With all this in mind, how does a serious inventor find the help they need and a reputable, experienced patent attorney? Inventors who want to work with a reputable and experienced patent attorney will do themselves a great favor if they try and understand the business realities facing the patent attorney.  There are only so many hours in a day to work, and spending a lot of time with those who are not likely to turn into clients, or good clients, is not a winning business strategy for any attorney.  Therefore, you want to present from the outset as someone who is serious. Keeping this in mind will pay dividends as you seek out a patent attorney you are comfortable with, who you trust, and who is able to collaborate with you to form a good and prosperous working relationship.

To present as a serious inventor you need to always remember the importance of first impressions. You only get one chance to make a first impression. Therefore, it is critical to remember that the initial contact is very important.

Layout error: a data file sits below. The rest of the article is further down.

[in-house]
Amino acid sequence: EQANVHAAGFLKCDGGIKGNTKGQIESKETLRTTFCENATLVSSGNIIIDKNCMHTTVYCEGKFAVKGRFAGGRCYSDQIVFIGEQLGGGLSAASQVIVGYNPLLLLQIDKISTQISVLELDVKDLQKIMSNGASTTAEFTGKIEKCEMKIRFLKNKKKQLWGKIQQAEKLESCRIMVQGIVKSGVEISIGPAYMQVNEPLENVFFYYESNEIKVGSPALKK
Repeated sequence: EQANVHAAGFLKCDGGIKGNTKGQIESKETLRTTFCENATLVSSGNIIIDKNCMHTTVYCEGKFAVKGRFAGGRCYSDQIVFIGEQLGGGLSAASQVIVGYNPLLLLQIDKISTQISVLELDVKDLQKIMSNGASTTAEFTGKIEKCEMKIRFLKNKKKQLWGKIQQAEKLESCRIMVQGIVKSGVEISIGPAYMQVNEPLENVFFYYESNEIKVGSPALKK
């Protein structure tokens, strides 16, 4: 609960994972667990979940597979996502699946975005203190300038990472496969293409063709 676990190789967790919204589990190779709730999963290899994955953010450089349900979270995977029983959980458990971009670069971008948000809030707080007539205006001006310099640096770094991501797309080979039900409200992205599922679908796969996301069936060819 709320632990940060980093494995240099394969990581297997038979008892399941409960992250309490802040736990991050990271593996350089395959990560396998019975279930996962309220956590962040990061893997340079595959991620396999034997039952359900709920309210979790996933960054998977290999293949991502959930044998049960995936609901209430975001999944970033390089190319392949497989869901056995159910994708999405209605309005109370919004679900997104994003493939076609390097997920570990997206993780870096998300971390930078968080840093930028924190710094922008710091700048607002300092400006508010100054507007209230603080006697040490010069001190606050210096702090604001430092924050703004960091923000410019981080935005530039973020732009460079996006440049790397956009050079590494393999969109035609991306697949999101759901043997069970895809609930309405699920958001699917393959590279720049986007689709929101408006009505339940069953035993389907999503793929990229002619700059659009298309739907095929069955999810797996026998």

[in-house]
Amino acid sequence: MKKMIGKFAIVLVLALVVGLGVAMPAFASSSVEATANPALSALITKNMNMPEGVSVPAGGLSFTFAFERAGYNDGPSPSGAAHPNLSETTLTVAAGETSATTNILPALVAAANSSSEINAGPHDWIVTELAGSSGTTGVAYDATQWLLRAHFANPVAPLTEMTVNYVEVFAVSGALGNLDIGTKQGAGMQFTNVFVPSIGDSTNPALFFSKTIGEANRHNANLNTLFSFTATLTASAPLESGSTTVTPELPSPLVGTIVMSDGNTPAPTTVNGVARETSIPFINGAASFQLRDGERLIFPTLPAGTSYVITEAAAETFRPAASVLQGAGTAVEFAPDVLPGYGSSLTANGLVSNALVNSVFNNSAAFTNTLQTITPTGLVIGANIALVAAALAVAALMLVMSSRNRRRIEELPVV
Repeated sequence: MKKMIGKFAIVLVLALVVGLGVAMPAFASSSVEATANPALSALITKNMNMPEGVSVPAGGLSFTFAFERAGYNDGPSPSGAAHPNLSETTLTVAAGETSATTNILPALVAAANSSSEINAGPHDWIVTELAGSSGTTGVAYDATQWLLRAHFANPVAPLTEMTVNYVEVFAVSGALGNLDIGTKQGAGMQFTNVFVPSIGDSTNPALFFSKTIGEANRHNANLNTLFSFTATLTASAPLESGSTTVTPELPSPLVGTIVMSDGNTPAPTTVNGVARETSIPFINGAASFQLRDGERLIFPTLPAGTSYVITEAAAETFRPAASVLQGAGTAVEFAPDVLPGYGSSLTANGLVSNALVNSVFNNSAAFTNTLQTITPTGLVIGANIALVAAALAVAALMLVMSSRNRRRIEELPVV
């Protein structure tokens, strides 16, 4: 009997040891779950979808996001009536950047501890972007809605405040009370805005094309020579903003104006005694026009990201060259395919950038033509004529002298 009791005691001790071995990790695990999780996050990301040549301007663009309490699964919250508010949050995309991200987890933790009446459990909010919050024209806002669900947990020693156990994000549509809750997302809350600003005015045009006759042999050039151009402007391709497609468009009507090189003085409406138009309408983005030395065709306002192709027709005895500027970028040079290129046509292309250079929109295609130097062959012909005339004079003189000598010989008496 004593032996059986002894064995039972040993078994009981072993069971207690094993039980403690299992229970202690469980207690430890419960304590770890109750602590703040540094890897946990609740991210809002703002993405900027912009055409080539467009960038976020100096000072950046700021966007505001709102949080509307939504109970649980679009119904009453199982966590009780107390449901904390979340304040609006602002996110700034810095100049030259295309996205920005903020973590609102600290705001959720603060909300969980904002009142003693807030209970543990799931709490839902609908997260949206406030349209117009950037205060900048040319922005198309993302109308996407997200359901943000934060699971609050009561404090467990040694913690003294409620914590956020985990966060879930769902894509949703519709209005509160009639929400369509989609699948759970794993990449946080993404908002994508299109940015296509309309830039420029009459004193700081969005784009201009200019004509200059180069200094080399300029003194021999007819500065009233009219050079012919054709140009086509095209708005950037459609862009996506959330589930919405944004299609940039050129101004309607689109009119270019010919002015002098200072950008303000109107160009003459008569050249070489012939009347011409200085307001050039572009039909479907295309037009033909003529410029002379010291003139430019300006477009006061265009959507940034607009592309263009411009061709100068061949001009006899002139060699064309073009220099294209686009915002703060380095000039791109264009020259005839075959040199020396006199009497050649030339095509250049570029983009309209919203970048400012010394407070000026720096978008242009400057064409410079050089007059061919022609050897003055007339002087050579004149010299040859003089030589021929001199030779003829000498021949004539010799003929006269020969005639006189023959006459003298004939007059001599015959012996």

Asking for a free consultation, while perhaps reasonable, may set you off in the wrong direction from the start. A reputable and experienced patent attorney likely does not need your work and will not likely participate in an interview process.

Perhaps things should not be this way, but many patent attorneys get calls all day long from inventors who want to ask questions and get free advice. If I had our phone number on this website we would be inundated with calls all day long by people seeking free advice without any interest in ever signing on as a client. I know this because periodically over the years we have experimented and every time the same thing happens.